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Dr Ursula Rohlwink


B.A Psychology and Neuroscience (2009)

MSc Neuroscience (2009)

PhD Neuroscience (2014)

Selected Academic Grants

Clinical Infectious Diseases Research Initiative -Wellcome Trust PhD Fellowship

Clinical Infectious Diseases Research Initiative -Wellcome Trust Post-doctoral Fellowship

South African National Research Foundation Competitive Support for Unrated Researchers Grant

USA National Neurotrauma Society TEAM Women in Neuroscience Visiting International Scholar Grant

Research focus Dr Rohlwink stives to answer clinically relevant questions through translational research by integrating clinical data from multimodality brain monitors with laboratory data from transcriptomics, proteomics, drug recovery and metabolic analyses.
Research Projects

Biomarkers of brain injury and inflammation in paediatric tuberculous meningitis

Differential gene expression profiling of the cerebrospinal fluid and blood of children with tuberculous meningitis

Transcriptomic and metabolomic analysis of brain injury mechanisms and energy metabolism in paediatric tuberculous meningitis

Neurocritical care in brain injury – traumatic and infectious

Cerebral microdialysis in traumatic brain injury and tuberculous meningitis

Pharmacokinetic profiling of rifampicin in site of disease samples in tuberculous meningitis

Pharmacokinetic profiling of analgosedatives in traumatic brain injury

Pathways of cell death in tuberculous meningitis

Long term consequences of paediatric tuberculous meningitis


Dr Ursula Rohlwink joined the UCT Division of Neurosurgery in 2009 when she began her Master’s in Neuroscience investigating the relationship between intracranial pressure and brain oxygentaion following paediatric traumatic brain injury (TBI). Through her continued research in neurotrauma in the Paediatric Neurosurgery Unit she has gained insight into neurocritical care and multimodality neuromonitoring. For her PhD in Neuroscience she expanded her research on brain injury to tuberculous meningitis (TBM), a severe form of disseminated tuberculosis. Her project examined biomarkers of brain injury and inflammation in association with neurodevelomental and clinical outcome. Key findings indicated ongoing brain injury in patients despite full TBM treatment, and compartmentalisation of inflammatory and injury responses within the central nervous system. She pursued this work further during her post-doctoral fellowship by characterising the immune response and mechanisms of brain injury using whole-genome RNA-sequencing in site of disease samples. In 2018 Dr Rohlwink was awarded one of the first fellowships in the UCT Neuroscience Institute. She continues her work on TBI and TBM as a member of the Division of Neurosurgery.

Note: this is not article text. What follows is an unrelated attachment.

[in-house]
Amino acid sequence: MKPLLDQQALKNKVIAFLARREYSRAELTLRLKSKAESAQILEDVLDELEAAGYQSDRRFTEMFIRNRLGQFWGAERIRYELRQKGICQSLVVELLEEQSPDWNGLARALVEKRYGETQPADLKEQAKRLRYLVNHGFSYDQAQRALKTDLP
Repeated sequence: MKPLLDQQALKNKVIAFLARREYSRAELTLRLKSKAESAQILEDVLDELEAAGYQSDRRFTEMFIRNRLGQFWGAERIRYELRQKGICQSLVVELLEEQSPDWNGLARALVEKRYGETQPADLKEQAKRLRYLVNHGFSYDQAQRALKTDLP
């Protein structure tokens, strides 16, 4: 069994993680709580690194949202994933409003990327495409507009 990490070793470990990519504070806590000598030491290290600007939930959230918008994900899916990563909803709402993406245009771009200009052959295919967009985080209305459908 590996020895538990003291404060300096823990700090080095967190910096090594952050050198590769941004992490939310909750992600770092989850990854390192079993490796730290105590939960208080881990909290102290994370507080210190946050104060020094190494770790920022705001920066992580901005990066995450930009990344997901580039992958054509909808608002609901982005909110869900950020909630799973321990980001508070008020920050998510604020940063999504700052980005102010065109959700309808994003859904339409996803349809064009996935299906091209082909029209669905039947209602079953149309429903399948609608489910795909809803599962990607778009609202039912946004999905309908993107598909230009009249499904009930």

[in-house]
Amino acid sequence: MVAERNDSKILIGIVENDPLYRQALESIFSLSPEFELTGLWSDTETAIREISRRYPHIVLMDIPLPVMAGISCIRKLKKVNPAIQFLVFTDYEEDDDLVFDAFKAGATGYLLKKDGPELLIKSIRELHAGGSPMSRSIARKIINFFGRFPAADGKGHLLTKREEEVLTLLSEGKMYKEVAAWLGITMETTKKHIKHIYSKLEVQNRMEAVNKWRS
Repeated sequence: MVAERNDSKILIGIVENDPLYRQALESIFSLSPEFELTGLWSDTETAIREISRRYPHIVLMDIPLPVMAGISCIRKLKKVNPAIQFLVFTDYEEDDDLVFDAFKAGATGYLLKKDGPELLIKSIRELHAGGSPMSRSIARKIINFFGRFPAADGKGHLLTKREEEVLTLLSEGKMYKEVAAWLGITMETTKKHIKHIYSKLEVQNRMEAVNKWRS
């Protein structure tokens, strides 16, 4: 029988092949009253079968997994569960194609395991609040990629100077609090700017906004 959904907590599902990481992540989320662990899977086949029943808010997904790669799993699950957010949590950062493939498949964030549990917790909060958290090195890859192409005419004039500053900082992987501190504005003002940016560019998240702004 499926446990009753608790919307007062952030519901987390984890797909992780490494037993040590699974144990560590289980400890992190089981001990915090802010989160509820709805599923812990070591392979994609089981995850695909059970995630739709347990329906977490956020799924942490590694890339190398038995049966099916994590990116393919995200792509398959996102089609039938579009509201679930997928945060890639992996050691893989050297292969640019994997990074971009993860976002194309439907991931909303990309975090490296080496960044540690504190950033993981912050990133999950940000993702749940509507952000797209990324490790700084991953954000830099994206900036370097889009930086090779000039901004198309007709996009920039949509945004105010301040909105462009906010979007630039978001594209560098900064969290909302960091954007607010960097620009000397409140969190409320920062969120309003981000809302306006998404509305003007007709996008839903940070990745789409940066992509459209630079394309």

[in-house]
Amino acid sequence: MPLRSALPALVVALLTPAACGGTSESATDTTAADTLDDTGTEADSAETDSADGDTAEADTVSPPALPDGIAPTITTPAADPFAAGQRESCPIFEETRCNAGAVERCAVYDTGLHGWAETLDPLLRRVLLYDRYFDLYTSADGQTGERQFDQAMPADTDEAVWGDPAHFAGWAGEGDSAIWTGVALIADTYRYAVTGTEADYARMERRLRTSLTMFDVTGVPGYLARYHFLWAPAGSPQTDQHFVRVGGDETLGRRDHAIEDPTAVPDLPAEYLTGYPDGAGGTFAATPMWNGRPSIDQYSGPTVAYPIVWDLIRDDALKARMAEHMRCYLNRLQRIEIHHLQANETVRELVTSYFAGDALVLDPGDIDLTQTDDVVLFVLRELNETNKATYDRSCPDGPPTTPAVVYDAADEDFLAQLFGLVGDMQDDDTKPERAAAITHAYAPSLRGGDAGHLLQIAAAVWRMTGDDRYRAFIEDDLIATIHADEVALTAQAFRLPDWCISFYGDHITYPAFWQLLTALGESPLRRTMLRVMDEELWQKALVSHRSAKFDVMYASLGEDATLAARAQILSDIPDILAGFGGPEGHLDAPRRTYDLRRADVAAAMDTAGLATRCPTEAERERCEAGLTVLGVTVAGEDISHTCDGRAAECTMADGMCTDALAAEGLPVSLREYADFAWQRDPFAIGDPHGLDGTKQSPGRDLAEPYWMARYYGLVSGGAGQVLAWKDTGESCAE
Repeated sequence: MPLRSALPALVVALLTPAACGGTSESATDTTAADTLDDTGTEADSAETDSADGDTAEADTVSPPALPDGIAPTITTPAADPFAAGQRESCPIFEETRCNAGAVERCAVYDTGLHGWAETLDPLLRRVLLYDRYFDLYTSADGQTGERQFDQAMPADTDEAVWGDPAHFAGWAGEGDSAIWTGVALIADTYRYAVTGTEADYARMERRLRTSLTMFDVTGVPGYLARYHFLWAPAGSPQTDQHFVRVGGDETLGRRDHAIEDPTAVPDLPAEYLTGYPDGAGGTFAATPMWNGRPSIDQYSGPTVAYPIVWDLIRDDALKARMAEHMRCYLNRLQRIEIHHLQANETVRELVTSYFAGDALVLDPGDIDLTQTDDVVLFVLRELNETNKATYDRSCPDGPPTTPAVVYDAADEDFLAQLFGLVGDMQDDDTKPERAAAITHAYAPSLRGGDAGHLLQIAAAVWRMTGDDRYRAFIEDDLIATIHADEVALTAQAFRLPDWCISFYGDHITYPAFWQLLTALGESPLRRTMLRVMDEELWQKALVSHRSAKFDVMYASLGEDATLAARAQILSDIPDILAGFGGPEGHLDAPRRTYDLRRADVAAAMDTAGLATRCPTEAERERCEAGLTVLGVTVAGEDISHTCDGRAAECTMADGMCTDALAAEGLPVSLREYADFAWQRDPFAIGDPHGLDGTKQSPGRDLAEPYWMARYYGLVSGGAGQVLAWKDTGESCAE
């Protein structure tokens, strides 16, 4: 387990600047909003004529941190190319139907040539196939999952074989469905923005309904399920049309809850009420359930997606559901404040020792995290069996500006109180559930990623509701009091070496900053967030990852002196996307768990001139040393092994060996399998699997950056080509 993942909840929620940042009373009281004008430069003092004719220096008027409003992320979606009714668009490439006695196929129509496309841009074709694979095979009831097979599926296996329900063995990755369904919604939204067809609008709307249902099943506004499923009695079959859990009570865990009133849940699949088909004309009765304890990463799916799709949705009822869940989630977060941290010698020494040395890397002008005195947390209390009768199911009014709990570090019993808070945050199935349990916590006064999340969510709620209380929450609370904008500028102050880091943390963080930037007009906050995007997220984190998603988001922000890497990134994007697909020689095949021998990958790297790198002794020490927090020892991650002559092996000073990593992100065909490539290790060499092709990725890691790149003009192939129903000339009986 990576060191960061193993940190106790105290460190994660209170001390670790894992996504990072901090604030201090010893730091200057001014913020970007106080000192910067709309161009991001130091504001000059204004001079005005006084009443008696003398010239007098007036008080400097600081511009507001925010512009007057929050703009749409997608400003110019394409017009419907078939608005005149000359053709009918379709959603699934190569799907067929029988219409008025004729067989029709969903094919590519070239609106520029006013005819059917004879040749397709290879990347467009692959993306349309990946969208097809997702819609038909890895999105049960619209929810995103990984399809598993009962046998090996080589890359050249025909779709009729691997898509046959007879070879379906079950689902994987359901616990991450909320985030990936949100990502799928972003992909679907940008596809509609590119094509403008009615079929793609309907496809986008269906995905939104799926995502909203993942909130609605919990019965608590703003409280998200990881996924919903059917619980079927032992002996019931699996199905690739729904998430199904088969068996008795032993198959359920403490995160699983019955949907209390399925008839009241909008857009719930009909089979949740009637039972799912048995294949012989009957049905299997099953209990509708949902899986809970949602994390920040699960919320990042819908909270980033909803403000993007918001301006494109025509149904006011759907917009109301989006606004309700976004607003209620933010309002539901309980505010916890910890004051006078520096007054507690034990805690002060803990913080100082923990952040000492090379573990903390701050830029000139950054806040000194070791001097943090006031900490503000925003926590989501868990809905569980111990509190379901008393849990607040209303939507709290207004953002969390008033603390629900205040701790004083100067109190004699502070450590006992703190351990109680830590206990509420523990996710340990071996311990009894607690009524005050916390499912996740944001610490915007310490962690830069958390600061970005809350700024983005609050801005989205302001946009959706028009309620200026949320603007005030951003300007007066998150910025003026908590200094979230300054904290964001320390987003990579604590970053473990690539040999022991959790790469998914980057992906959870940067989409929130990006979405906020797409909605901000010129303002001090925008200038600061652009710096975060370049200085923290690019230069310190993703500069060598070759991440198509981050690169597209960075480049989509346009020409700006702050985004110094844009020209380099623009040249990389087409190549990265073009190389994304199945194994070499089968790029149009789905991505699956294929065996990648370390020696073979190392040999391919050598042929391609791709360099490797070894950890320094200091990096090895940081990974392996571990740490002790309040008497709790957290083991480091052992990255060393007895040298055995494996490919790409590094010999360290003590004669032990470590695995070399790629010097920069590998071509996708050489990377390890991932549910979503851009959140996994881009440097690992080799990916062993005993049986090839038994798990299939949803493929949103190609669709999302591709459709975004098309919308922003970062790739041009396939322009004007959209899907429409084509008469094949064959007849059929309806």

John’s Hopkins Medicine, USA

Cambridge University, UK

Francis Crick Institute, UK

Imperial College, UK

University of Stellenbosch, RSA